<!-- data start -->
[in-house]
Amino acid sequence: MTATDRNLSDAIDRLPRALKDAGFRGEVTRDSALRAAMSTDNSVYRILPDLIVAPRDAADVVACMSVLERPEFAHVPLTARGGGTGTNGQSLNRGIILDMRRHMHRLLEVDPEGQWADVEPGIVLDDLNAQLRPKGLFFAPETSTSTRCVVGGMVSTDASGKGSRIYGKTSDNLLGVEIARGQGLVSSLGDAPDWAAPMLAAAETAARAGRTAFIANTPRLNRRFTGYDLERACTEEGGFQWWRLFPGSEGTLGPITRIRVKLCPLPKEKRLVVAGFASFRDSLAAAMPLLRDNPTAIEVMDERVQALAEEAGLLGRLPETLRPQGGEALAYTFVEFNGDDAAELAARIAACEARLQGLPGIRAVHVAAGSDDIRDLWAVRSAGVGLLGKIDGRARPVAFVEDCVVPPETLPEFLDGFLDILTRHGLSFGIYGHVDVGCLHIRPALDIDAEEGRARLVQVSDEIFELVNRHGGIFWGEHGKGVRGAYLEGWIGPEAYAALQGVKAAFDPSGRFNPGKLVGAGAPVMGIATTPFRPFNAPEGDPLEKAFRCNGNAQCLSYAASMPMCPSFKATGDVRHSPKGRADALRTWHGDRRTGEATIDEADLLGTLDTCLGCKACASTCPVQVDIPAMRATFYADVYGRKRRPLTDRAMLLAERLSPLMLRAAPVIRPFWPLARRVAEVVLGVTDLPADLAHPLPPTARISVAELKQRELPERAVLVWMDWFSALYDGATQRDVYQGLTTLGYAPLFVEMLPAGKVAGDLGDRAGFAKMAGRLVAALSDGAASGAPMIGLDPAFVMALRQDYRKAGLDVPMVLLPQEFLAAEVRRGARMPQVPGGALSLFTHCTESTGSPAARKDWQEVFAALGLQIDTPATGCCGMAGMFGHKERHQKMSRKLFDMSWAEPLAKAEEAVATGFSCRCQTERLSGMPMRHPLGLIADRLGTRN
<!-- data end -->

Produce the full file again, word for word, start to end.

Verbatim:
[in-house]
Amino acid sequence: MTATDRNLSDAIDRLPRALKDAGFRGEVTRDSALRAAMSTDNSVYRILPDLIVAPRDAADVVACMSVLERPEFAHVPLTARGGGTGTNGQSLNRGIILDMRRHMHRLLEVDPEGQWADVEPGIVLDDLNAQLRPKGLFFAPETSTSTRCVVGGMVSTDASGKGSRIYGKTSDNLLGVEIARGQGLVSSLGDAPDWAAPMLAAAETAARAGRTAFIANTPRLNRRFTGYDLERACTEEGGFQWWRLFPGSEGTLGPITRIRVKLCPLPKEKRLVVAGFASFRDSLAAAMPLLRDNPTAIEVMDERVQALAEEAGLLGRLPETLRPQGGEALAYTFVEFNGDDAAELAARIAACEARLQGLPGIRAVHVAAGSDDIRDLWAVRSAGVGLLGKIDGRARPVAFVEDCVVPPETLPEFLDGFLDILTRHGLSFGIYGHVDVGCLHIRPALDIDAEEGRARLVQVSDEIFELVNRHGGIFWGEHGKGVRGAYLEGWIGPEAYAALQGVKAAFDPSGRFNPGKLVGAGAPVMGIATTPFRPFNAPEGDPLEKAFRCNGNAQCLSYAASMPMCPSFKATGDVRHSPKGRADALRTWHGDRRTGEATIDEADLLGTLDTCLGCKACASTCPVQVDIPAMRATFYADVYGRKRRPLTDRAMLLAERLSPLMLRAAPVIRPFWPLARRVAEVVLGVTDLPADLAHPLPPTARISVAELKQRELPERAVLVWMDWFSALYDGATQRDVYQGLTTLGYAPLFVEMLPAGKVAGDLGDRAGFAKMAGRLVAALSDGAASGAPMIGLDPAFVMALRQDYRKAGLDVPMVLLPQEFLAAEVRRGARMPQVPGGALSLFTHCTESTGSPAARKDWQEVFAALGLQIDTPATGCCGMAGMFGHKERHQKMSRKLFDMSWAEPLAKAEEAVATGFSCRCQTERLSGMPMRHPLGLIADRLGTRN